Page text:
Vir­tual reality helps Homestead res­i­dents and staff

Times-Record - - News - By ABBY ANDREWS aan­drews@car­o­line­times­

DENTON — Homestead Manor re­cently in­tro­duced a very mod­ern tool to help res­i­dents of its as­sisted liv­ing fa­cil­ity travel any­where and ex­pe­ri­ence any­thing in the world, with­out hav­ing to leave the build­ing.

Vir­tual reality — specif­i­cally, Sam­sung’s Gear VR sys­tem — is al­low­ing res­i­dents to see places they al­ways dreamed of, or re­visit places they re­mem­ber.

The tech­nol­ogy is also help­ing staff at Homestead Manor, by let­ting them take a quick vir­tual trip to a beach for re­lax­ation, for in­stance. Soft­ware is be­ing de­vel­oped that will al­low staff to feel what it’s like to have Alzheimer’s or de­men­tia, lead­ing to bet­ter un­der­stand­ing and treat­ment for res­i­dents who suf­fer from the dis­eases.

Right now, Homestead Manor has one pair of vir­tual reality gog­gles, but it hopes to pur­chase sev­eral more in the near fu­ture, al­low­ing res­i­dents to go on guided vir­tual group trips.

The idea to in­tro­duce vir­tual reality to the res­i­dents came from Ja­cob Har­ring­ton, son of Ad­min­is­tra­tor Chris­tine Har­ring­ton, and a sopho­more ma­jor­ing in video game pro­duc­tion and de­sign at the Sa­van­nah Col­lege of Art and De­sign in Ge­or­gia.

Ja­cob Har­ring­ton is also a long­time vol­un­teer at Homestead Manor. Over the pre­vi­ous five years of get­ting to know the res­i­dents, he learned some could never leave the fa­cil­ity, or did not want to, but wanted to see a place they’d never vis­ited in real life, or re­con­nect with a mem­ory.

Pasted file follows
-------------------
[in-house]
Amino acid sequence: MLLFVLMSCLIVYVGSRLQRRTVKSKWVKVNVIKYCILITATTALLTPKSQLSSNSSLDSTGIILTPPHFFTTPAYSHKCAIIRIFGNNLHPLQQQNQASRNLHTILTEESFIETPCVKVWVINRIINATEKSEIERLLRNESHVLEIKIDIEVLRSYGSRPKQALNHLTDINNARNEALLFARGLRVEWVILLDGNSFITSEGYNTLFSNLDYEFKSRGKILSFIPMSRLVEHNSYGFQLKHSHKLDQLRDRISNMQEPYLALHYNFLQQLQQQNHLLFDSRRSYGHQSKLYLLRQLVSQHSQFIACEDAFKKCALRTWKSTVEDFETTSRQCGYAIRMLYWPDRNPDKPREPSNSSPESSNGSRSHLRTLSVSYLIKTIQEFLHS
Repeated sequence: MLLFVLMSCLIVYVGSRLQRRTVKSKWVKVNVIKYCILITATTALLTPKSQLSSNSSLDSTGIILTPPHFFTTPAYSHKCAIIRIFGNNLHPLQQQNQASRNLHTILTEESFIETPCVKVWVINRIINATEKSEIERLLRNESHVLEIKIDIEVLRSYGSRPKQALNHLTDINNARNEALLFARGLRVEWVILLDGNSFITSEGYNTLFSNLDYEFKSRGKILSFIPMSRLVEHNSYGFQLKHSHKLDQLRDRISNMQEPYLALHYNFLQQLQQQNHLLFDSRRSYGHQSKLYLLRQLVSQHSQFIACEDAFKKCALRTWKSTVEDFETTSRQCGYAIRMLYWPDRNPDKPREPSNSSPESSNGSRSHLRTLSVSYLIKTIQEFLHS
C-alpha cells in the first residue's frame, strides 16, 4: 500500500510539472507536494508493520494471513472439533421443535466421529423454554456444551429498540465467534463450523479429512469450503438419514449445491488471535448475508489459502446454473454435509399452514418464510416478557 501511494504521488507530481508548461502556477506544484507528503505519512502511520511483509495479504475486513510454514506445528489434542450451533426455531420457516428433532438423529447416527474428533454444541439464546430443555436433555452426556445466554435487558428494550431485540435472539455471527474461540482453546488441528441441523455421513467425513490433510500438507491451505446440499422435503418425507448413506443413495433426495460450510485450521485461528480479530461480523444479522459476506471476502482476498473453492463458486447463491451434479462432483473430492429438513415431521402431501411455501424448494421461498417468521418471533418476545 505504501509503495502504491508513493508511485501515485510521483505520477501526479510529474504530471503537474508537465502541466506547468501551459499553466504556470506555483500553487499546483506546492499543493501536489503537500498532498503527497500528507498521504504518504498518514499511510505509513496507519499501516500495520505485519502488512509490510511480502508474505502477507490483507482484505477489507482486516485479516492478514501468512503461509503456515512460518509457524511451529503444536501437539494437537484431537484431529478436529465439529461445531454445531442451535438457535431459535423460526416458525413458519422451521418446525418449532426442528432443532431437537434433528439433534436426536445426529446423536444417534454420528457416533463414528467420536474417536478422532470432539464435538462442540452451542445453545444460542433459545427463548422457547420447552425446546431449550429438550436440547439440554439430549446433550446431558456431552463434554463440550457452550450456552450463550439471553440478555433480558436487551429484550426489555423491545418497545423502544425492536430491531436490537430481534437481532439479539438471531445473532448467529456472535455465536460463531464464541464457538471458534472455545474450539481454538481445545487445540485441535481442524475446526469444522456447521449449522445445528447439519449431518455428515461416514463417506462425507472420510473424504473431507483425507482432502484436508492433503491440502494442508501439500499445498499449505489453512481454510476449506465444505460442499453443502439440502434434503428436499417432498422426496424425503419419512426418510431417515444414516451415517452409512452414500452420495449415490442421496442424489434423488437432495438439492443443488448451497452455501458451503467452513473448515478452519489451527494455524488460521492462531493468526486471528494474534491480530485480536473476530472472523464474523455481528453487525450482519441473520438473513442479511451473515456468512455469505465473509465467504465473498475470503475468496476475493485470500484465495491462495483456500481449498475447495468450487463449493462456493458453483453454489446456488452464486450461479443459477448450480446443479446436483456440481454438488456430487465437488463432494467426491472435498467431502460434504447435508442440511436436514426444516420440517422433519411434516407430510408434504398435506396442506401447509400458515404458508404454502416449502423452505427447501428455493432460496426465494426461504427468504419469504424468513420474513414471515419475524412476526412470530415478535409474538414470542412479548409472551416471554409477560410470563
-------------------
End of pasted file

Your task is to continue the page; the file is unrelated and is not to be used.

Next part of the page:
En­joy­ing the Sam­sung Gear VR sys­tem him­self, Ja­cob Har­ring­ton asked his mom if he could bring it to the fa­cil­ity to let res­i­dents try it.

It was an im­me­di­ate hit. One woman, who has de­men­tia and rarely speaks, asked to see the Grand Canyon, which she had never got­ten to see be­fore. She was able to do a vir­tual fly­over, and then take a vir­tual trip down the river cut­ting through it.

An­other woman who once lived in a town in Texas got to re­visit the down­town street where she used to work and get cof­fee at a cafe.

Sam­sung’s sys­tem works by clip­ping one of its smart­phones to the front of the gog­gles. Two im­ages are shown on the phone’s screen. The con­vex lenses of the gog­gles trick the eyes into com­bin­ing the two im­ages, cre­at­ing a sin­gle 3D im­age, sim­i­lar to the way 3D glasses for movies work.

Ja­cob Har­ring­ton said videos ex­ist of prac­ti­cally any­thing res­i­dents want to see or try. Two of the more pop­u­lar videos let peo­ple stand in the mid­dle of the Puppy Bowl as it is un­der way, or ride a roller coaster at a Six Flags theme park in Florida.

WBOC-TV 16 aired the seg­ment about the new tech­nol­ogy Fri­day, March 31, on its “Del­mar va Life” pro­gram.


Ja­cob Har­ring­ton, left, a col­lege stu­dent ma­jor­ing in video game de­sign and a long­time vol­un­teer at Homestead Manor, lis­tens as res­i­dent Ruth Ann DeFord, right, de­scribes the vir­tual trip she is tak­ing to see Brazil, cour­tesy of vir­tual reality tech­nol­ogy Har­ring­ton in­tro­duced to the as­sisted liv­ing fa­cil­ity.

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